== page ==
Words & Stuff

s: Beware of Greeks Bearing Poems

(11 May 1997)

Recall from column d that a double dactyl is a poem of roughly this form:

Higgledy Piggledy
First name and last name here,
Then something clever on
What he/she did.

Stanza two uses a
Finish it up with a
Topper or lid.

The word "dactyl" derives from the Greek word meaning "finger" (as in "pterodactyl"). I'm amused that the word now refers to a foot... At any rate, poetry (or at least doggerel) and Greek (or Greeks) often go hand in hand. Or do I mean finger in finger?

The relatively recent demise of Spiro T. Agnew (whose original family name was "Anagnostopoulos," which apparently means "seller of books" in Greek) prompted a veritable flood of articles and comments about his penchant for interesting and often offensive phrasing. He's been cited as saying "If you've seen one slum, you've seen them all"; he referred to reporters as "nattering nabobs of negativism" and "an effete corps of impudent snobs"; and he called my alma mater, Swarthmore College, "the Kremlin on the Crum" (referring to Crum Creek, which runs through campus, and the college's traditional leftist bent). In Agnew's honor, I composed the following bit of doggerel, though alas I had to stretch the rules of the double-dactyl form a bit.

Spiro T. Agnew was
once quite accomplished at
turning a phrase:

"Nattering nabobs of
negativism" were
those who derided con-
servative ways.

On seeing the above, a friend gently (although a trifle arrhythmically) corrected me about the authorship of the phrase:

Patrick Buchanan would
write Spiro's speeches with
William saFIRE.

Armed with thesauri, and
alliteration, they'd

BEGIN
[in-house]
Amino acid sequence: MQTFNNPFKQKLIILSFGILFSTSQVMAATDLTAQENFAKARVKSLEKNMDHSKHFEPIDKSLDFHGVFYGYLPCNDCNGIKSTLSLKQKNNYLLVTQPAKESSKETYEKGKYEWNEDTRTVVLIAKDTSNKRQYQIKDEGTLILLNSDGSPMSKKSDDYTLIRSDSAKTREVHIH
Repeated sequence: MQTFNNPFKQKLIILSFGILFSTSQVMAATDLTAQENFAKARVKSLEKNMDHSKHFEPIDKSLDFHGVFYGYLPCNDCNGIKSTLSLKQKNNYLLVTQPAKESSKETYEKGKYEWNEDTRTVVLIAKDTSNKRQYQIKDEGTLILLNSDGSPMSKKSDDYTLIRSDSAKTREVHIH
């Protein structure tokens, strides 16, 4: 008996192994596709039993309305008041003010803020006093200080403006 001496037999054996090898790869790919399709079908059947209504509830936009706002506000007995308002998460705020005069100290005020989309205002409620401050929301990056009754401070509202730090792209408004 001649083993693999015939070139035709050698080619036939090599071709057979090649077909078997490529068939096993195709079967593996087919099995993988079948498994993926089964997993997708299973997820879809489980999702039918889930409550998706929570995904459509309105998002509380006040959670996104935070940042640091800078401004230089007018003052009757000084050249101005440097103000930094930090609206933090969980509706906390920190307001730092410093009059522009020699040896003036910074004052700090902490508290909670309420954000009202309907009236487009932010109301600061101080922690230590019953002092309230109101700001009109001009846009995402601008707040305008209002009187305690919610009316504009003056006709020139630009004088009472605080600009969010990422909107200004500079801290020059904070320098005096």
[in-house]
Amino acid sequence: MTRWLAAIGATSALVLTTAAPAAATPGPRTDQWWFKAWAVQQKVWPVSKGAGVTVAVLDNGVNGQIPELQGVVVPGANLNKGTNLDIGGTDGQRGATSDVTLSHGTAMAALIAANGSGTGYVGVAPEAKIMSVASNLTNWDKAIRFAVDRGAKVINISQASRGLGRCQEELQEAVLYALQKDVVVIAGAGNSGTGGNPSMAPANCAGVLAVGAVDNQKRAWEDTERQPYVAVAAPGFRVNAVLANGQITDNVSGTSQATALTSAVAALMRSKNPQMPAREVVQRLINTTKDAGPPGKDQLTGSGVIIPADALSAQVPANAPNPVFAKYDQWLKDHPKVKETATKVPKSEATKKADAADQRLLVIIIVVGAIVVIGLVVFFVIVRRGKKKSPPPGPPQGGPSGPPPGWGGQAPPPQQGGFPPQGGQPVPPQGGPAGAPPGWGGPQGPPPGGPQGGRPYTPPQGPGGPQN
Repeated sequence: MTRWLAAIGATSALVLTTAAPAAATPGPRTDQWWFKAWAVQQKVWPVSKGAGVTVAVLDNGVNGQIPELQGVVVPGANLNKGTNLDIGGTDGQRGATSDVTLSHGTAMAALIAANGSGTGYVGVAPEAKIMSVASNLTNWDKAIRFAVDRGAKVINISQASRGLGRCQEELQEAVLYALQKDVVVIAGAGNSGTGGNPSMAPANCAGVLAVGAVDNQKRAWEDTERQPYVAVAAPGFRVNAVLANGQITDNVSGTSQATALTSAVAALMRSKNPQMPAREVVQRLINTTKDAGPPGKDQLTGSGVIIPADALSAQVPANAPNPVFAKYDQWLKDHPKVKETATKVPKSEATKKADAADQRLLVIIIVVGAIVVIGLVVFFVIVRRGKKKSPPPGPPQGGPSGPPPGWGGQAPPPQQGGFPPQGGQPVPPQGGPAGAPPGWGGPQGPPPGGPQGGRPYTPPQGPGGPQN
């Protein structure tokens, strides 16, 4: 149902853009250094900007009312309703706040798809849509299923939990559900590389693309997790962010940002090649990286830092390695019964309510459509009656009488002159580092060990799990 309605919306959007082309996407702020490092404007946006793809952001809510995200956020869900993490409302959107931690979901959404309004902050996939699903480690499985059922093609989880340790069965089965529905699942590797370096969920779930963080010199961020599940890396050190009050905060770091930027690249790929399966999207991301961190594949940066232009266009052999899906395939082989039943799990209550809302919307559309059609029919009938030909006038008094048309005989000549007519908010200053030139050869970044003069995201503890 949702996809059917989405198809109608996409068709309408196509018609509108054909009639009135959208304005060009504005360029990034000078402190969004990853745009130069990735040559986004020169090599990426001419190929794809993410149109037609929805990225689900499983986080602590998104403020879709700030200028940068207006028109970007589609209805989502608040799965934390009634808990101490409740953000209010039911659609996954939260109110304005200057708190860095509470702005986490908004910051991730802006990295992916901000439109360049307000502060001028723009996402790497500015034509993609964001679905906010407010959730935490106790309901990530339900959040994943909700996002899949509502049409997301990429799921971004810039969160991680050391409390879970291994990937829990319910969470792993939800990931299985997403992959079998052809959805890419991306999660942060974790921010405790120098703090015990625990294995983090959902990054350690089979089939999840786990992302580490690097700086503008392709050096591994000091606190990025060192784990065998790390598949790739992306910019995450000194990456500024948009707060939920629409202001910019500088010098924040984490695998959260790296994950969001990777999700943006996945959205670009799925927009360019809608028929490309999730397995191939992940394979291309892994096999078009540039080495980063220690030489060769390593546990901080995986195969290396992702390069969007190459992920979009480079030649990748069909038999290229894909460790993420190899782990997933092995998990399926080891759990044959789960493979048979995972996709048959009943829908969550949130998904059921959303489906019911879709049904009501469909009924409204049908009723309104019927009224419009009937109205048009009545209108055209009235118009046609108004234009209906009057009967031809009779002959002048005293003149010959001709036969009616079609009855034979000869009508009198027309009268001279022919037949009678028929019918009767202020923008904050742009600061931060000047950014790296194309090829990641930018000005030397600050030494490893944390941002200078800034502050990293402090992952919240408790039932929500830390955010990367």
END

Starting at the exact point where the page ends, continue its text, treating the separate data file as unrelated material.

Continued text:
measure successes in
liberal IRE.
—James Kushner

(About the regrettable Mr. Agnew's penchant for unfortunate gaffes, rudenesses, and insults, Elliott Moreton has said: "After a while, people took to showing up at his public appearances with signs saying APOLOGIZE NOW, SPIRO. IT WILL SAVE TIME LATER. One suspects that he cannily saved even more time by not apologizing at all.")

Much further back in political history, a stop to poke fun at the Stoics (from "stoa," meaning "porch," which is where Zeno taught from):

Higgledy piggledy
Marcus Aurelius,
Greatest of emperors,
Stoic and prude,

Wrote Meditations, but
Killed lots of Christians -- now,
Wasn't that rude?

And going even further back, a friend once told me about a dinosaur called parasaurolophus [a name, of course, derived from the Greek], which had a huge nose; scientists speculate that the schnoz in question was (ahem) blown in the manner of a trombone, and was used to produce mating calls. I was so taken with the name that I came up with the following:

Huffle-us Snuffle-us
Had a trombone-nose with
Which to call mates,

Proving that studying
Doesn't quite teach you how
Best to get dates.

Reader comments and addenda page

Jed Hartman <logophilia@kith.org>